Limitation: the obsessive need to be loved

Limitation: the obsessive need to be loved

Love is the force that moves the world. Most people have fallen in love or will fall in love at some time in their lives, and they will experience a great deal of sensations linked to the person they love. There are many ways to love, most of which are positive.

However, in some cases we may find that what started as a crush may turn into an obsession. This is what is known as limerence .

What’s the limerick?

It is understood as a limitation to the mental state characterized by an obsessive need to be lovingly corresponded by a person who is the object of esteem by the one who suffers it.

In limerence, the sufferer has intrusive thoughts about the loved one, his or her well-being and the desire for correspondence that take up a considerable amount of time in his or her day-to-day life and that make the person ignore any other concerns. There is also a very intense fear of rejection , as well as shyness in their presence. The person who is the object of desire is usually idealized, as well as there are feelings of euphoria in his presence.

This infatuation with obsessive characteristics lasts for years or even decades. Somatic symptoms may also appear, such as tachycardia and palpitations, tremors, pupil dilation, sweating, facial redness, appetite problems, stuttering and agitation (all typical elements of infatuation).

This state of mind has great repercussions on the day-to-day lives of people who suffer from it. Specifically, it is not uncommon for them to reduce their social life and isolate themselves progressively by focusing their thoughts on the person who provokes their obsession. It also influences their work and academic performance, making it difficult for them to concentrate and reducing their productivity. The subject usually spends a great deal of time thinking about the person he or she loves and what a possible ideal relationship with that person would imply.

Differences from the usual love affair

In reality, limitation bears a great resemblance to a normative infatuation, with most of the characteristics mentioned so far being considerably similar. However, the truth is that limerence has characteristics that make it stop being a crush as such and become more like an obsessive type of disorder (in fact some authors classify it as such).

First, there are the aforementioned recurring and intrusive thoughts, although to some degree they may be common in some love affairs. Also, the limitation taken to the extreme can lead to the implementation of predatory, persecutory and harassing behavior towards the person who claims to love. Limerence also emphasizes the need to guarantee the affection of the other person regardless of the respect, intimacy and commitment that the other person needs .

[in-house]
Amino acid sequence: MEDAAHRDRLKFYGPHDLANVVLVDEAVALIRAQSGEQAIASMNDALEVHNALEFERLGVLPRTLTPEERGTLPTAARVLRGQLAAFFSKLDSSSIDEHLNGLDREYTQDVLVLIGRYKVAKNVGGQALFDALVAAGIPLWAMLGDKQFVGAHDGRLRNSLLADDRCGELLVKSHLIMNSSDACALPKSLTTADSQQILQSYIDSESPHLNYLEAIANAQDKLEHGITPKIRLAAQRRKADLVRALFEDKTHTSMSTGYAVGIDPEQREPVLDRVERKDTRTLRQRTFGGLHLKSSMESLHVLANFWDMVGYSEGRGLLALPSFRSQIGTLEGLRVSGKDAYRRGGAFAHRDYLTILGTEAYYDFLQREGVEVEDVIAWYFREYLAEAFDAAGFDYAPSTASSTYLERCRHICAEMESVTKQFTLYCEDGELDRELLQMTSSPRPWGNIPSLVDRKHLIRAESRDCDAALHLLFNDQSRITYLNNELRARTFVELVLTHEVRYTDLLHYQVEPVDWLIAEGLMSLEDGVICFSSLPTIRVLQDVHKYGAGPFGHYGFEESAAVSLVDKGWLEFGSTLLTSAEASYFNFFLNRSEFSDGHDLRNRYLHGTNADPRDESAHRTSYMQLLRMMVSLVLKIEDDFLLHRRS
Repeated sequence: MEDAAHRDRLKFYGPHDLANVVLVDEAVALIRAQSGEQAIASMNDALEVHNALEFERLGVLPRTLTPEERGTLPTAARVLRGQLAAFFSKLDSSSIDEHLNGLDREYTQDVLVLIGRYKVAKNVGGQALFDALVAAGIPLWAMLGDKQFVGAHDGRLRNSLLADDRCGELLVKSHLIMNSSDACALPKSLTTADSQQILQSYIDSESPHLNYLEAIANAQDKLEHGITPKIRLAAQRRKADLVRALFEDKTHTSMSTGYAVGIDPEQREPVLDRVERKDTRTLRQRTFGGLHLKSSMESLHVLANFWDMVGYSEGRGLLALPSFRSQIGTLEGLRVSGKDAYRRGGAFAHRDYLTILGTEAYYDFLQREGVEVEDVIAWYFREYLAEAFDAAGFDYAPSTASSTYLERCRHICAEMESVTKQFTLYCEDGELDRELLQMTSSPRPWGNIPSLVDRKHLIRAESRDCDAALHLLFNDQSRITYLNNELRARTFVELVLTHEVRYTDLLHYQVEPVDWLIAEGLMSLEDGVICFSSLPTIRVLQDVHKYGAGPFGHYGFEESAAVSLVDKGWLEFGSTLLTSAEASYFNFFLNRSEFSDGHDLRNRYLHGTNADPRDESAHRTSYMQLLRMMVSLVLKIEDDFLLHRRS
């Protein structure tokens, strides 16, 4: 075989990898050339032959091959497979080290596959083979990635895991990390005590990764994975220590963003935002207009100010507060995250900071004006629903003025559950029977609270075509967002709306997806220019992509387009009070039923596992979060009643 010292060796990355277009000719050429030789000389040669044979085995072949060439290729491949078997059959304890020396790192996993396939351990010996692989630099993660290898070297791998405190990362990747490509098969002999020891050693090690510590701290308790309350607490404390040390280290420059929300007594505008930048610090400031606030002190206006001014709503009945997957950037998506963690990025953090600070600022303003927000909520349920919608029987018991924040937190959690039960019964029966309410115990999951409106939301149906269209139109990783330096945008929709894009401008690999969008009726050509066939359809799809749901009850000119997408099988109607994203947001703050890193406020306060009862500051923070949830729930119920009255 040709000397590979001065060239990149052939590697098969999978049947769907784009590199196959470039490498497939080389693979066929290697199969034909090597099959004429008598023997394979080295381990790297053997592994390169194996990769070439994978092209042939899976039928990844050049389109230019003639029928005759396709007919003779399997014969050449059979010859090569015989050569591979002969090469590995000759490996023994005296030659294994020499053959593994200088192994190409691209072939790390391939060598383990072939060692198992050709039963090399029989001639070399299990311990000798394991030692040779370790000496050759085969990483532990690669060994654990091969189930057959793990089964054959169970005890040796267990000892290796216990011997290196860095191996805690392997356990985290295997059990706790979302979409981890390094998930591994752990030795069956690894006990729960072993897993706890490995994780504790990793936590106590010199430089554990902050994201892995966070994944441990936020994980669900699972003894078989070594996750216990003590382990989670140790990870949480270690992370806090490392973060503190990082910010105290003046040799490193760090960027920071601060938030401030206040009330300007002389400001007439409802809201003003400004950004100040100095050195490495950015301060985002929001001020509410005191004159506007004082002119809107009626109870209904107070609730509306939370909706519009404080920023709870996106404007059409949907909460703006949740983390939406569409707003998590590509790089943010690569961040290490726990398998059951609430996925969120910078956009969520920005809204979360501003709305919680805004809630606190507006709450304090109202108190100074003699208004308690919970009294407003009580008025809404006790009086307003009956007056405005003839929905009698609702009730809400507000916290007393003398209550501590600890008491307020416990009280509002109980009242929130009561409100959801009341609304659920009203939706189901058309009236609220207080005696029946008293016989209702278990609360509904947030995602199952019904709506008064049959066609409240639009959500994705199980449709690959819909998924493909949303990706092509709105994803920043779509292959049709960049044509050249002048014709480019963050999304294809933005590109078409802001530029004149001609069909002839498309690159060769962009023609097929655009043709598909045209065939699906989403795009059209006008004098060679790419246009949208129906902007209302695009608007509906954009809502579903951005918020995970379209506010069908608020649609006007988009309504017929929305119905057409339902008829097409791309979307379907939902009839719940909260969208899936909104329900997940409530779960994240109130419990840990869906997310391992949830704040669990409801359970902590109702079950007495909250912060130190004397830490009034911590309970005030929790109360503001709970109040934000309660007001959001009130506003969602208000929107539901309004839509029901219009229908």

Although the welfare of the latter is originally intended, it can be to the point of generating damage to it. Every act or action of the person who is the object of desire can be interpreted as a sign of love correspondence. Likewise, it is not uncommon for one’s own personality to be changed in order to conform to and imitate that of the other.

Although it is sometimes identified with the so-called love sickness, the truth is that limerence has a relevant difference with it: in limerence there is a certain degree of obsession with the other person and the desire to be reciprocated, which can alter interpersonal behaviour and centralise the behaviour, thought and emotional sphere around the person in question.

Who does he appear to?

This state of mind can occur both with people you know or even it is possible that there are cases in which you appear with people you have never seen physically and with whom there has been no contact (for example, through photographs).

But the limitation does not have to be only in cases where there is no relationship between the two people. It is possible for the person who is the object of desire to have a real relationship with the person with limitation (either before or after the problem appears), although in these cases the obsessive characteristics tend to remain and lead to relationships of dependency and idealization.

Ways to combat it

Limitation is a problem that can bring profound suffering to both the person who suffers it and the object of his desire. Fighting it can be complicated , especially when the subject has no conscience or does not want to make any changes.

In some cases time and the reflection that they do not and will not have a relationship with the desired person and/or the visualization and awareness of the defects that he/she also has will decrease the level of idealization and obsession with him/her. However, in many cases some kind of psychological intervention would be necessary .

An example could be, given the obsessive characteristics of limerence, those employed in an obsessive-compulsive disorder. Working with exposure with response prevention can be useful, as well as requires an analysis of the person’s behaviour and motivation , what makes him/her feel the need to be reciprocated by that human being and to which he/she attributes it.

Cognitive restructuring is also useful, both in terms of beliefs about the other person and in terms of beliefs about oneself or about what a relationship entails. Finally, emotional expression (as long as it is not used as a compulsion) can also be useful.

Bibliographic references

  • Tennov, D. (1998). Love and Limerence: The Experience of Being in Love. 2nd edition Scarborough House.

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